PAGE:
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Sabolic Petitioner vs. CIR: Tip Earnings under Scrutiny

As our Nevada tax lawyers have experienced for many years, people who work for tips find themselves in a unique position when it comes to reporting their taxes. They are employees, yet they also generate some of their own income, independently of what their employers pay them. Yet they are not classified as independent contractors because many of them still receive an hourly wage, albeit a nominal one.

Regardless of how much their employers pay them, they are still responsible for keeping track of how much they are paid in tips – and, arguably most importantly to the IRS – paying what they owe in taxes. If taxpayers don’t accurately report their tips and pay the appropriate taxes, the IRS will come calling.

Bartender counting his tips at bar counter

That’s exactly what happened to one bartender in Las Vegas. The IRS argued that he did not keep appropriate records of the tips that he was paid, and it recalculated his earnings and charged him penalties for underpayment of taxes. The man brought the case to court, and he prevailed, getting the penalties dropped.

The man, Alan Sabolic, was a bartender at the MGM Grand Hotel and Casino. He had worked as a bartender for 20 years, and he had always participated in the Gaming Industry Tip Compliance Agreement Program (GITCA), which sets an automatic rate for tips. Employees who participate in the program do not have to keep records of their tips or to report their actual tip income. They just pay a rate based on tips calculated by the number of hours they work.

For the tax years, 2009, 2010, and 2011, Sabolic opted out of this program because an economic downturn reduced business and resulted in his earning fewer tips. He felt that the tips calculated by the program were more than he was actually earning.
Each night that he worked, Sabolic reported that he generated a printout of the tips he was paid by credit card, and he wrote down cash tips in his own record book. He put any change from tips into a cash tip jar, and he gave a tip out to the bar back (who bussed tables and cleaned dishes) at the end of the night.

The IRS looked at the records of hours worked, sales, and credit card tips from MGM and determined that Sabolic had underreported his tip income. The agency then used its own calculations to determine what his tip income likely was. After a series of complex calculations, the agency found that he had underreported his income by $19,729 for 2009, $19,000 for 2010, and $20,284 for 2011.

The court looked at four primary issues when reaching its ruling. To start, the IRS argued that his records were suspicious because they all indicated whole dollar amounts for tips, which is not universal practice. Sabolic argued that he made a practice of putting any change into the cash tip jar and only recording the whole dollar amounts for simplicity’s sake. When enough change accumulated in the jar, he would cash it out, again reporting the whole dollar amount and leaving any remaining change in the jar. The court found his argument persuasive.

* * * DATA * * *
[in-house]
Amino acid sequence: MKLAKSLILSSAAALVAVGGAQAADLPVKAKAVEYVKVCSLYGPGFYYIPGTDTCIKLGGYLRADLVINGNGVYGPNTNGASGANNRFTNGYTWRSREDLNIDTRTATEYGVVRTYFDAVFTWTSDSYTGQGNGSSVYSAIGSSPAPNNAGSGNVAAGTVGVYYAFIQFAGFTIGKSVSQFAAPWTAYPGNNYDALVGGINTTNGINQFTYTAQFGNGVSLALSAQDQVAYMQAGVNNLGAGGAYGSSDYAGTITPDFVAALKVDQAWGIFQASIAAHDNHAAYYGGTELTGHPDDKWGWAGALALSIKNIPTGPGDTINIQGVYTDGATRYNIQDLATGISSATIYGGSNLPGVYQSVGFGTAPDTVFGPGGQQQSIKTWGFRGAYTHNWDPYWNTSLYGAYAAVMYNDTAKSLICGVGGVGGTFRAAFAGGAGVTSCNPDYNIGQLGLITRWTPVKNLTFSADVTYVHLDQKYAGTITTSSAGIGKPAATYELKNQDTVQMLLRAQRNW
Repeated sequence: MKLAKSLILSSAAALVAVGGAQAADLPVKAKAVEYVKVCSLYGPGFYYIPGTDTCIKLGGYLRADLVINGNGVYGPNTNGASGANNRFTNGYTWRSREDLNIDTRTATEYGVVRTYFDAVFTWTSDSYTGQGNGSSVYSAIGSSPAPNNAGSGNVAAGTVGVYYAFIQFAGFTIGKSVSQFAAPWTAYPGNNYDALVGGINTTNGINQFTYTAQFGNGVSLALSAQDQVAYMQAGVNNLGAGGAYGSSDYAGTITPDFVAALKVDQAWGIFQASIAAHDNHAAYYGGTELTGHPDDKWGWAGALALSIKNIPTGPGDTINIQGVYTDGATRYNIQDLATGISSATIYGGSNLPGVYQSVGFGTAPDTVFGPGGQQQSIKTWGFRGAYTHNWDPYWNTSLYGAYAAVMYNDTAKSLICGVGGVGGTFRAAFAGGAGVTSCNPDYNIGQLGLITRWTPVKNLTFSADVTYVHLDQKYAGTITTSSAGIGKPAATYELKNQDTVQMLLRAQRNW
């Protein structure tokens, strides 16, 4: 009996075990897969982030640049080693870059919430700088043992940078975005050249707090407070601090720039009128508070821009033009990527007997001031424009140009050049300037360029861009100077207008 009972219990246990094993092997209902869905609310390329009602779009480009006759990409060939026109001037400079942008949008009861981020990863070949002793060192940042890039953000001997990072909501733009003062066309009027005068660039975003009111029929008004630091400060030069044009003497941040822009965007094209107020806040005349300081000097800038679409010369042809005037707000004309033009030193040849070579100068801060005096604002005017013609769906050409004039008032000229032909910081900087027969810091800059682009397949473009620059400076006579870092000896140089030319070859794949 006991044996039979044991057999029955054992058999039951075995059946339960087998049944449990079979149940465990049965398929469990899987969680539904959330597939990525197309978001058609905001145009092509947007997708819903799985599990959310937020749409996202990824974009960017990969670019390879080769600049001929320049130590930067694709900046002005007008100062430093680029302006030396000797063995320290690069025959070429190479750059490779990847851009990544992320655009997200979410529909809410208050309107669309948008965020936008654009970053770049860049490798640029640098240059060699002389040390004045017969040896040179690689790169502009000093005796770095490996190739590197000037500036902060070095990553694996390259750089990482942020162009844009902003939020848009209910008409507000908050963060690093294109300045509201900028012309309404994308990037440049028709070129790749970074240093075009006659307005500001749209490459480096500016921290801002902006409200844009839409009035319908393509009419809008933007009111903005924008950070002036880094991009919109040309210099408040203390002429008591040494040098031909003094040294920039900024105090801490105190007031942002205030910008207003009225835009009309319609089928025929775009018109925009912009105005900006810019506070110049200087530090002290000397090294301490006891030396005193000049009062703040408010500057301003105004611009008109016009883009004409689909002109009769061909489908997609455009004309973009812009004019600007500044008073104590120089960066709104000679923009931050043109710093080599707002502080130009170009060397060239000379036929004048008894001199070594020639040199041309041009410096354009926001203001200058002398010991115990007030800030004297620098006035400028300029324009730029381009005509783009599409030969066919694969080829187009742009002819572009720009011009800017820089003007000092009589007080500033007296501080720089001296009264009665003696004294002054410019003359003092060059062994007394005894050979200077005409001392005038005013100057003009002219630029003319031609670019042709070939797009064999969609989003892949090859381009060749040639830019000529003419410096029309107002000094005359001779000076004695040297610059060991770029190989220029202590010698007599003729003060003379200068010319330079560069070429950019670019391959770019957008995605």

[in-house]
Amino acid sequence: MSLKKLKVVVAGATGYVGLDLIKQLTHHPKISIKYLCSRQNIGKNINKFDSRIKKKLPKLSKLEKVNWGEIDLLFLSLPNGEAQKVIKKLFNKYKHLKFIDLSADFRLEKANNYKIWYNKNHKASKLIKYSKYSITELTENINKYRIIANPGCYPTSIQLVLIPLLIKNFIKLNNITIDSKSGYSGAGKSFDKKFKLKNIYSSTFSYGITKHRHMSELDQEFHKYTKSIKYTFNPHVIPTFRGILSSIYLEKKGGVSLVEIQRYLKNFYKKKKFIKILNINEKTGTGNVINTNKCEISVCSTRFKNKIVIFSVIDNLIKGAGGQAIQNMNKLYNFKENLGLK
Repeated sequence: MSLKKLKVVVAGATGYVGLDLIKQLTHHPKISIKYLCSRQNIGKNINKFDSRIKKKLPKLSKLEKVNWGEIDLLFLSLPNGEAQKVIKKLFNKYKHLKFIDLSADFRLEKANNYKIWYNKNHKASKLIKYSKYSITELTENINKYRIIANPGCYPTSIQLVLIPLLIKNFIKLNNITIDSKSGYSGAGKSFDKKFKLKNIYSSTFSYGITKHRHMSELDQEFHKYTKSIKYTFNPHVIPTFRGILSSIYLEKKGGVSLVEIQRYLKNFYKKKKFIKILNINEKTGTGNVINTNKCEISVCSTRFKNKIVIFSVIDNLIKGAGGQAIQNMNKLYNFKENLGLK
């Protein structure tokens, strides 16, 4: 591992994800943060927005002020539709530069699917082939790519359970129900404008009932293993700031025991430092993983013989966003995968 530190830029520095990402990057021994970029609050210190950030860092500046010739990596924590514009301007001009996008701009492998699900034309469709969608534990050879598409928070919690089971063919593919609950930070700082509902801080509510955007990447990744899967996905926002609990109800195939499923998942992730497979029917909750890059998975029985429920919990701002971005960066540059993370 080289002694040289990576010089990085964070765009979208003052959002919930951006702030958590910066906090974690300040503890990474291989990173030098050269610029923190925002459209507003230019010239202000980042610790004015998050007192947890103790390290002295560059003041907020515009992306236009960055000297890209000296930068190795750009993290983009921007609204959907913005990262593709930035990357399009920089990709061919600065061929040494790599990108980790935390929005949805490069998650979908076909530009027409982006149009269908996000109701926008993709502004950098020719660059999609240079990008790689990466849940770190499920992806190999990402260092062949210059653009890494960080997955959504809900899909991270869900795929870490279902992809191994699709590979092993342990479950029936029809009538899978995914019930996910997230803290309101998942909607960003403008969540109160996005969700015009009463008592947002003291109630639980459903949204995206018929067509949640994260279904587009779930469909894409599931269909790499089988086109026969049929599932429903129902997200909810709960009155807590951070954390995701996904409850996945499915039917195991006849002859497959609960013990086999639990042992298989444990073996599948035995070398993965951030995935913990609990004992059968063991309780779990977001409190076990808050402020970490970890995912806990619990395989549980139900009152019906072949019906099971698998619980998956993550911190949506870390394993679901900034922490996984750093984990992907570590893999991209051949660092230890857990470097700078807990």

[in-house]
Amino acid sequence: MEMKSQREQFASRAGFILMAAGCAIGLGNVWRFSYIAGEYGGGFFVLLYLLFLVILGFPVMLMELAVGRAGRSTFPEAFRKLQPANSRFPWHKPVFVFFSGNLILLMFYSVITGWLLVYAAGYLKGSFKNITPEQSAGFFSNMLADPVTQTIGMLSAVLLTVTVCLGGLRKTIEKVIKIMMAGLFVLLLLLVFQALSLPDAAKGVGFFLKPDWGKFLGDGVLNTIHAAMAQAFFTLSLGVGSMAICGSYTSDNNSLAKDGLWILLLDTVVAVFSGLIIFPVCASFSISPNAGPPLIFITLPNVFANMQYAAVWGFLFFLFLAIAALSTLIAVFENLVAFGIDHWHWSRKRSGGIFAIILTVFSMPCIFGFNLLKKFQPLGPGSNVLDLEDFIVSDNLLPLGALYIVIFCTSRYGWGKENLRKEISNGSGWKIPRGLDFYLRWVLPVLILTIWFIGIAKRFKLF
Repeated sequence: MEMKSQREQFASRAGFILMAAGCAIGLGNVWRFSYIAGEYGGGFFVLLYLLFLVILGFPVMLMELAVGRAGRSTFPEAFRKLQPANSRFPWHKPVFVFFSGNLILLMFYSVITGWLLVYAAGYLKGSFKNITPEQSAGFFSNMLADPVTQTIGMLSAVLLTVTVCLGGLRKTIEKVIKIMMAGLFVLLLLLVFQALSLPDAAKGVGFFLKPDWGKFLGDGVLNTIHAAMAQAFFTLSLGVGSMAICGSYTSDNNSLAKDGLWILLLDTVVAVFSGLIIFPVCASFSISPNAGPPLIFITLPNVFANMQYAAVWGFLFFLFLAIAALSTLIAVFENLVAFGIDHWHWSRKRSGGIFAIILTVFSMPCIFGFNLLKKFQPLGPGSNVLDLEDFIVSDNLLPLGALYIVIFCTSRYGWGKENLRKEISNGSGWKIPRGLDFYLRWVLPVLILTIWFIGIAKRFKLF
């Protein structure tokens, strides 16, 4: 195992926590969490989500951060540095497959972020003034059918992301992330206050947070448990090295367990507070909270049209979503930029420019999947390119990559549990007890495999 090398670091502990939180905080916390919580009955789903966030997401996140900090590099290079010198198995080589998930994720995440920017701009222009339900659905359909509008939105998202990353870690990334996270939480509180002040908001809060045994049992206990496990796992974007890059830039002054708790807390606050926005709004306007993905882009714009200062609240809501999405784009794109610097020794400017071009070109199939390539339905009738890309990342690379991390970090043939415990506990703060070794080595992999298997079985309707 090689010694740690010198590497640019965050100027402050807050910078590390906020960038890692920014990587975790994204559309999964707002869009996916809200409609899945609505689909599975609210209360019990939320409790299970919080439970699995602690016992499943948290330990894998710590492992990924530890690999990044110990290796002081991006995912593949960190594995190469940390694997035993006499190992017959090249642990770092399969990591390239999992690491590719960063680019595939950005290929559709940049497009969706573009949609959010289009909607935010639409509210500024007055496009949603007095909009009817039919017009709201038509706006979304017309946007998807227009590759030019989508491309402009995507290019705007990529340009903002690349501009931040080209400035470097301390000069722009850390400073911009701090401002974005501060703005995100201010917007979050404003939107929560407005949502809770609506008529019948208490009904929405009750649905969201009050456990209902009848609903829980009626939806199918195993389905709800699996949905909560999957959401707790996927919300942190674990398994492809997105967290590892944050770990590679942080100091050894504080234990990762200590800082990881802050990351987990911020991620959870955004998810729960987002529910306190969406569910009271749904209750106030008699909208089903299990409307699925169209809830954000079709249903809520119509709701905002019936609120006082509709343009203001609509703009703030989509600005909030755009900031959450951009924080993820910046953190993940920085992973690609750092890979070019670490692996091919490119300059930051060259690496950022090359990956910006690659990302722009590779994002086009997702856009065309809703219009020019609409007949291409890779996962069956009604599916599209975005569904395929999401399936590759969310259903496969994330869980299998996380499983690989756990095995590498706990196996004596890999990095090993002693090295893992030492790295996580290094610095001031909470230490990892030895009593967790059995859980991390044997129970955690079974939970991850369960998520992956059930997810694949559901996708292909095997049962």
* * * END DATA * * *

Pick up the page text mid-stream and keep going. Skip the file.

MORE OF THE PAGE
Second, the IRS cast doubt on Sabolic’s income totals because he did not keep a record of how much he tipped the barback at the end of the night. Sabolic said he routinely tipped between 10 and 20 percent, but he only deducted 10 percent when reporting his tip income. The court agreed that he should have kept a record of these tip outs, but that this one factor did not render all his records inaccurate.
Third, the IRS cast doubt on Sabolic’s reporting because some of the days he listed deviated from the days recorded by MGM’s payroll system and because some days appeared to be missing from his record. Sabolic argued that missing days were the result of vacation time or changes to his work schedule to accommodate the company’s needs. He argued that changes from MGM’s records were the result of problems with the company’s time system, which would sometimes fail and make it impossible for employees to log in or would cause discrepancies in their actual day or times worked.

Finally, the IRS argued that there were discrepancies between what Sabolic recorded and what he reported on his tax returns. Sabolic argued that the discrepancy existed because the dates on his W2s followed payroll dates, not necessarily the calendar dates, which his record book did follow.

Ultimately, the court found Sabolic’s arguments convincing, and they dismissed the penalties against him. His case was helped significantly by the fact that he kept the records that he did. He could have been facing a significantly different outcome without those records.

This case shows the need for those who earn tips to maintain careful records and to get professional tax advice. Without an Gilbert tax attorney, you may not have the same success in court if you have to fight penalties or charges from the IRS.

Call Silver Law today if you are under audit by the IRS or if you are facing penalties or charges. Our tax attorneys will help you explore your legal options for minimizing your tax liabilities and contesting the penalties or charges. We represent clients in civil and tax litigation, foreign tax reporting cases, and more. Call us today to talk with a tax attorney.

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